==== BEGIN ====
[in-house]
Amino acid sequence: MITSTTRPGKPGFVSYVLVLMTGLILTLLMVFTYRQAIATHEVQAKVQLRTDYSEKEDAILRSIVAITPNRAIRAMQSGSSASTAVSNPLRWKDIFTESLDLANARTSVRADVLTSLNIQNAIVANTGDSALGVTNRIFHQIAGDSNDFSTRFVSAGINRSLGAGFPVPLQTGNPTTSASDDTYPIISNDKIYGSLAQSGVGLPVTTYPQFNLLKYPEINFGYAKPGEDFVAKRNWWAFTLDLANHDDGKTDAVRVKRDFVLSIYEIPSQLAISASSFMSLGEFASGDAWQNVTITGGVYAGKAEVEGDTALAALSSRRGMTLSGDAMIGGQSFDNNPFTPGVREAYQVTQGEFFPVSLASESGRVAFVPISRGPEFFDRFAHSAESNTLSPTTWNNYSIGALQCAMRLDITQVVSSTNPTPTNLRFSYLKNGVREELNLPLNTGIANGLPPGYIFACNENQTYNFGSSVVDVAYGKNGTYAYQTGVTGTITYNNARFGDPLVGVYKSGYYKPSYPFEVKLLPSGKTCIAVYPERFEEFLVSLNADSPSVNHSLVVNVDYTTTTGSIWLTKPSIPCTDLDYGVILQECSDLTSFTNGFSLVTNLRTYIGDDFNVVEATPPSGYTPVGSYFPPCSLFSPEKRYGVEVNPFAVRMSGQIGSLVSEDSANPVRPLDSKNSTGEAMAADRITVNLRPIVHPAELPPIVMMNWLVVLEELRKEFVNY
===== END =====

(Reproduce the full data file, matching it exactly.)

[in-house]
Amino acid sequence: MITSTTRPGKPGFVSYVLVLMTGLILTLLMVFTYRQAIATHEVQAKVQLRTDYSEKEDAILRSIVAITPNRAIRAMQSGSSASTAVSNPLRWKDIFTESLDLANARTSVRADVLTSLNIQNAIVANTGDSALGVTNRIFHQIAGDSNDFSTRFVSAGINRSLGAGFPVPLQTGNPTTSASDDTYPIISNDKIYGSLAQSGVGLPVTTYPQFNLLKYPEINFGYAKPGEDFVAKRNWWAFTLDLANHDDGKTDAVRVKRDFVLSIYEIPSQLAISASSFMSLGEFASGDAWQNVTITGGVYAGKAEVEGDTALAALSSRRGMTLSGDAMIGGQSFDNNPFTPGVREAYQVTQGEFFPVSLASESGRVAFVPISRGPEFFDRFAHSAESNTLSPTTWNNYSIGALQCAMRLDITQVVSSTNPTPTNLRFSYLKNGVREELNLPLNTGIANGLPPGYIFACNENQTYNFGSSVVDVAYGKNGTYAYQTGVTGTITYNNARFGDPLVGVYKSGYYKPSYPFEVKLLPSGKTCIAVYPERFEEFLVSLNADSPSVNHSLVVNVDYTTTTGSIWLTKPSIPCTDLDYGVILQECSDLTSFTNGFSLVTNLRTYIGDDFNVVEATPPSGYTPVGSYFPPCSLFSPEKRYGVEVNPFAVRMSGQIGSLVSEDSANPVRPLDSKNSTGEAMAADRITVNLRPIVHPAELPPIVMMNWLVVLEELRKEFVNY